Concrete Canvas Ltd has recently published a case study compilation for a new application: bank erosion protection.
With similarities to slope protection and lagoon lining, here we’ll look at the differences between these applications, how to know which application your project falls under, and why Concrete Canvas® (CC) GCCM is beneficial for bank erosion protection projects.
What is Slope Protection?
Slope protection is required where the body of the slope is inherently stable but the surface is prone to erosion from wind, rain or water runoff. This is often seen on sandstone rock faces or where the slope is made up of small rocks or a fine substrate such as soil. A solution is therefore required for slope protection to prevent the surface material from eroding.
What is Lagoon Lining?
Here, a lagoon would be defined as a shallow vessel which holds a body of water or other liquid. The lagoon will typically be man-made, with a purpose of separating and containing its contents; lagoon lining would be required to prevent liquid loss or contamination of the local ecology. Lagoons of this type are often found on mining, agricultural and petrochemical sites, for example.
How does Bank Erosion Protection differ?
While bank erosion protection (BEP) projects share some characteristics with slope protection and lagoon lining projects, and could even be cross-classed between the three, the key aims of a BEP project differs.
BEP projects involve the lining of the banks only for the specific purpose of erosion protection, as opposed to lagoon lining which refers to the lining of the banks and floor of the asset for containment purposes.
The key difference between BEP and slope protection projects is the location of the area requiring protection. Slopes are generally land-based (often road- or rail-side, for example), whereas banks are situated around a body of water such as rivers, lagoons, or ponds.
What are the key benefits of using CC for Bank Erosion Protection?
Rapid install – CC can be installed at rates of up to 200m² per hour and is up to ten-times faster to install than poured concrete.
Easy to use – CC can be installed using basic hand tools and equipment, and does not require specialist training or personnel. CC cannot be over-hydrated and will set underwater.
Lower project costs – the speed and ease of CC installations makes it a more cost-effective solution than conventional concreting methods.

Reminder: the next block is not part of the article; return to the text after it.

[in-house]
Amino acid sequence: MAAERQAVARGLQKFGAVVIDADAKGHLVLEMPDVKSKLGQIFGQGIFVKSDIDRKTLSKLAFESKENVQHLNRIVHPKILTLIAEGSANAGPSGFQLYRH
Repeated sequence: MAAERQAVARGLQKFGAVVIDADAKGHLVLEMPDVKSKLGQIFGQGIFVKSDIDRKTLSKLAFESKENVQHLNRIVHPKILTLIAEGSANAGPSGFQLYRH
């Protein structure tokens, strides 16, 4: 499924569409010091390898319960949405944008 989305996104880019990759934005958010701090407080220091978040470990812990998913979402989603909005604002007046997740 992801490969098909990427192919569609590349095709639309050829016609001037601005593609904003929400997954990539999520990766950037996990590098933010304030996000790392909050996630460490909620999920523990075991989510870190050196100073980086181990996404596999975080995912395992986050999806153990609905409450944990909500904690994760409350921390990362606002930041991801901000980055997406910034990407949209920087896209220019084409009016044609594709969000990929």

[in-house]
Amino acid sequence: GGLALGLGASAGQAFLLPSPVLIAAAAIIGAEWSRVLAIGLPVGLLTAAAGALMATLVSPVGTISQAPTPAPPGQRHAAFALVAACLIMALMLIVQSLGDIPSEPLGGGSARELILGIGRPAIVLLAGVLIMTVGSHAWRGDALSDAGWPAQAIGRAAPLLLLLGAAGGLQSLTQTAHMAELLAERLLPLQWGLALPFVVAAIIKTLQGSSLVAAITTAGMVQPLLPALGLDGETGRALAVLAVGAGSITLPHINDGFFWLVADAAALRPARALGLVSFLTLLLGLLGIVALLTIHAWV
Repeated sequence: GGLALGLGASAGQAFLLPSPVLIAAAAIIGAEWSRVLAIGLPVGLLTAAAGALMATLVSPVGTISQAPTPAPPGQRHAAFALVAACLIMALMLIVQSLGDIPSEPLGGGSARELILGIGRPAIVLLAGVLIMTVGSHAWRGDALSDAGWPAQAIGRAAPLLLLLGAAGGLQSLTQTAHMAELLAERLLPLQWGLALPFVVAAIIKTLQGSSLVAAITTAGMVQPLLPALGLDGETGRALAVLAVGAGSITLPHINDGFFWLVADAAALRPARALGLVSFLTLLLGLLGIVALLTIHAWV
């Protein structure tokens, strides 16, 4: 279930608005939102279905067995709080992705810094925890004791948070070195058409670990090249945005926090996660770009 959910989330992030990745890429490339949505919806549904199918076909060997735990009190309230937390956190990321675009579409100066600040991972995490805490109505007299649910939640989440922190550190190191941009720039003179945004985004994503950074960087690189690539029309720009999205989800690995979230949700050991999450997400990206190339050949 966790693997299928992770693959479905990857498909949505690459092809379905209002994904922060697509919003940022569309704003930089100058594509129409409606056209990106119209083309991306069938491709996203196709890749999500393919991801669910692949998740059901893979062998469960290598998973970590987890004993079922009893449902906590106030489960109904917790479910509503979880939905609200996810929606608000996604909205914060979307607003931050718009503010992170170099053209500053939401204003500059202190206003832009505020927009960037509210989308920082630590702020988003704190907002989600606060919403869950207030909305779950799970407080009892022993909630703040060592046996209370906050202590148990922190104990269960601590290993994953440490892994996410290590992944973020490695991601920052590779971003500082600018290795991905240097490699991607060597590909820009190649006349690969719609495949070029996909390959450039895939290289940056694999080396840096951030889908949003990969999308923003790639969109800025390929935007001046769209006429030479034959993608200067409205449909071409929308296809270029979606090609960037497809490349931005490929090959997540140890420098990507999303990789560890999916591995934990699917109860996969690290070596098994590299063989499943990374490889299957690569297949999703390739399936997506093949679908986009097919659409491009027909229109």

Easy transportation – CC can be provided in custom-length batched rolls for easier transportation to and on site. CC batched rolls can be lifted by two people, often eliminating the requirement for plant on site.
How does CC perform compared to alternatives?
Abrasion resistant – CC prevents surface erosion caused by weathering and is five-times as abrasion resistant as standard OPC concrete.
Weed suppressant – CC acts as an effective weed inhibitor, preventing the costly, regular maintenance required for unlined or vegetated banks.
Environmentally sensitive – Compared to conventional concrete, CC is a low mass, lower carbon technology which uses up to 95% less concrete for many applications. CC has a low alkaline reserve and washout rate and can therefore be installed in natural watercourses without adversely affecting water quality. CC has been specified by environmental agencies worldwide.
Ageing – Moss can grow on the fibrous top surface of CC resulting in it ‘greening over’ and blending in with its surroundings.
Still not sure?
To summarise, a project falls under bank erosion protection where there is a requirement for erosion protection of a bank surrounding a body of water (rivers, ponds, or lagoons), the protection is required on the slope both above and below water level, but not for the floor of the asset. The primary aim for the application will be erosion protection rather than containment.
CC provides a number of advantages over traditional concretes, including greater abrasion resistance and weed suppression while providing a more natural appearance. CC is also a more environmentally sensitive solution to concrete and can typically be installed directly into a body of water.
See some examples of bank erosion protection projects in the Concrete Canvas® Bank Erosion Protection Compilation. For further information about our products see the Concrete Canvas®, CC Hydro™ and CC Shelters™ pages.